Andy’s Quick Hits (268): Why Having a Hit Reduces Creativity

Andy Hab
3 min readAug 8, 2022

In music this happens often — a band lands a hit but then fails to do anything special again. A well-known occurrence with hits like Tequila in 1958 being the ultimate one-hit wonder for The Champs — there are hundreds of others. But it doesn’t just happen in music, for example, Harper Lee’s hit To Kill A Mocking Bird was her only novel and it took her 55 years to release a sequel.

Why does this happen? Well, there could by many reasons, a lucky punch leading to something really hitting the mark, freak marketing or exposure, the stars aligning to make everything perfect, etc. etc. however, it could also be that creativity itself is impacted by success.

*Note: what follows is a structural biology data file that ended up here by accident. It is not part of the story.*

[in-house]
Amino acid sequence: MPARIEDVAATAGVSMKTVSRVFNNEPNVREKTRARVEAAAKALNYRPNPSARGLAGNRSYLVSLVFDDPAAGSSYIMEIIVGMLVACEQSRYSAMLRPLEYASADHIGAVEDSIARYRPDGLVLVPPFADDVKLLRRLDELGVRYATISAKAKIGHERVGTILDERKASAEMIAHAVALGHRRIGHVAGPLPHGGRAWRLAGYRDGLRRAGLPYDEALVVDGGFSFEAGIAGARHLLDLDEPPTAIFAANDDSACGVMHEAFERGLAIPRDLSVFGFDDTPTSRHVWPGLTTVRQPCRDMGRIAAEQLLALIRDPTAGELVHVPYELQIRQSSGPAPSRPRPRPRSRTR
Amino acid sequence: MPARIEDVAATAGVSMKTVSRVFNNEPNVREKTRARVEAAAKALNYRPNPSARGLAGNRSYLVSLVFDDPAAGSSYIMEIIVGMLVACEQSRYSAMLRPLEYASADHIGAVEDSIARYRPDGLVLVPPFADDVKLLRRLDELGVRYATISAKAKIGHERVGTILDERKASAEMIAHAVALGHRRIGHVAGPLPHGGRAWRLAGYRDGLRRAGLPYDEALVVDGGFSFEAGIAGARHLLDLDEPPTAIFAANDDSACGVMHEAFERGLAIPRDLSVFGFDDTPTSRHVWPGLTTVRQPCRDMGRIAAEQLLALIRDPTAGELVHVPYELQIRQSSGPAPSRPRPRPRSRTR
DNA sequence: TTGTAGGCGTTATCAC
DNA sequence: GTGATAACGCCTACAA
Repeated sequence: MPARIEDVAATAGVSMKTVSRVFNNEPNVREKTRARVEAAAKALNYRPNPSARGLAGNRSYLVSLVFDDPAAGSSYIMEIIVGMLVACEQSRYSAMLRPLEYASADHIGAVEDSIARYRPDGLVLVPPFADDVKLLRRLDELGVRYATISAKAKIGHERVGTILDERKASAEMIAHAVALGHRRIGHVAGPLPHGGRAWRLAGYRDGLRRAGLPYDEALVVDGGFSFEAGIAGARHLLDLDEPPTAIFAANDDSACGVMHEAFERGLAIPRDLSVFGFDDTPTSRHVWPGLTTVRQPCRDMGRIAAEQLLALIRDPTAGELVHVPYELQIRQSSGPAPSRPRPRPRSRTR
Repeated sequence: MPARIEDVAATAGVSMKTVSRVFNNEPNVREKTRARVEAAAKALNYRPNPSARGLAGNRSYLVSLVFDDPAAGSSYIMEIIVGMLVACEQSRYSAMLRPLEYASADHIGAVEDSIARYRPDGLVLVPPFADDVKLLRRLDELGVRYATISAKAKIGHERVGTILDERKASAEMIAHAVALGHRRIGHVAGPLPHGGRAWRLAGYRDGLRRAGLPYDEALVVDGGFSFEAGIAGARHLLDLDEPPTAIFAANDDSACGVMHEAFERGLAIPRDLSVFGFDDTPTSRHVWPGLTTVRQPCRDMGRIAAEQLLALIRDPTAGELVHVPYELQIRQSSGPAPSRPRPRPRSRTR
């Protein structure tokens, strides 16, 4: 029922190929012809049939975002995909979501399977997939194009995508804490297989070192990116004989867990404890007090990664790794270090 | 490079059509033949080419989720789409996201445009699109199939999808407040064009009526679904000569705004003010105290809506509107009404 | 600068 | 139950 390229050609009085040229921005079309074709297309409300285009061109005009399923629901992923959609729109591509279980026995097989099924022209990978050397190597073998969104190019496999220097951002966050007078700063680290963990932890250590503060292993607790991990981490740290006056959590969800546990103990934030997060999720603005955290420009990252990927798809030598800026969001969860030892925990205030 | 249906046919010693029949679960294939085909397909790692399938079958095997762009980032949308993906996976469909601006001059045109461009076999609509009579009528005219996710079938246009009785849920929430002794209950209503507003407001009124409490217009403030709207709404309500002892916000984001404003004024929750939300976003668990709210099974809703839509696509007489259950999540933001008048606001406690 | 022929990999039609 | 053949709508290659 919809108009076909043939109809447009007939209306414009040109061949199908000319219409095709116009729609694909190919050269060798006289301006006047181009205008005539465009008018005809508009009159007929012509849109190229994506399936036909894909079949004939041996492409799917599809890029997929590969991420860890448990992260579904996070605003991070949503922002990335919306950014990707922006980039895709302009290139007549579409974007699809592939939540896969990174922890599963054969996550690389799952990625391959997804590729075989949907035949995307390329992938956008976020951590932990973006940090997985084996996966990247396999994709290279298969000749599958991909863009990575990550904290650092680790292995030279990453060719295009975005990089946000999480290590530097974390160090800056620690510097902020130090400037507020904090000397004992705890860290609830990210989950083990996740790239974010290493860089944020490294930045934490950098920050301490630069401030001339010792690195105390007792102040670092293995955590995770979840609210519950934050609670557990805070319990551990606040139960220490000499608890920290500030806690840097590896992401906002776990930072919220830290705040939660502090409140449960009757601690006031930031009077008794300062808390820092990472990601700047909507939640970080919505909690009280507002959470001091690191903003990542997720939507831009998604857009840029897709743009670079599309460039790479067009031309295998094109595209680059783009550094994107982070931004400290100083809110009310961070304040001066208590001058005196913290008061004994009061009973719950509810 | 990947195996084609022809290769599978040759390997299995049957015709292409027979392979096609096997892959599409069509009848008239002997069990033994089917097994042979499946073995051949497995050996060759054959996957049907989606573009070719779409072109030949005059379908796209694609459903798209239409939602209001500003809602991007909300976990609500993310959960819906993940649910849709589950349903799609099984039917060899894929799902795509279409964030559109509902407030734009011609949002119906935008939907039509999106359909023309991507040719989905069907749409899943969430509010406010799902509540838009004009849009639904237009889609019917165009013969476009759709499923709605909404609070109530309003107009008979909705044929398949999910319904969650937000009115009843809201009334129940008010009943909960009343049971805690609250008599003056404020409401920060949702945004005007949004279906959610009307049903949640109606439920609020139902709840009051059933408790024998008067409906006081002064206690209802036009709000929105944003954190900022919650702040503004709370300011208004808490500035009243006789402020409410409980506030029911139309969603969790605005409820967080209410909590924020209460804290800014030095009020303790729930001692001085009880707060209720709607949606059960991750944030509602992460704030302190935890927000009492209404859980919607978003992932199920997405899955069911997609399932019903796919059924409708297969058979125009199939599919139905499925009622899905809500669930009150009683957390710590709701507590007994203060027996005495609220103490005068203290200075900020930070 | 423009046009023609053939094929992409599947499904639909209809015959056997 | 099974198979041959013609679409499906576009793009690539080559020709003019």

And this is precisely what Markus Baer and Dirk Deichmann of Olin Business School at Washington University in St. Louis, wanted to find out. To do this they went to research cookbooks. This may sound like a strange place to look for creativity, but they are commonly published, it is competitive, they are commonly bought and, importantly, tend to be a creative labour of love. They found that 50% of those who managed to get a cookbook published failed to publish a second.

They then set up a series of experiments with undergraduates. They were asked to design concepts for a cookbook. They were then randomly given one of two pieces of feedback…

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Andy Hab

Sharing fascinating, fun, and important knowledge on the brain and human behaviour - most days. And masters track athlete - still going strong!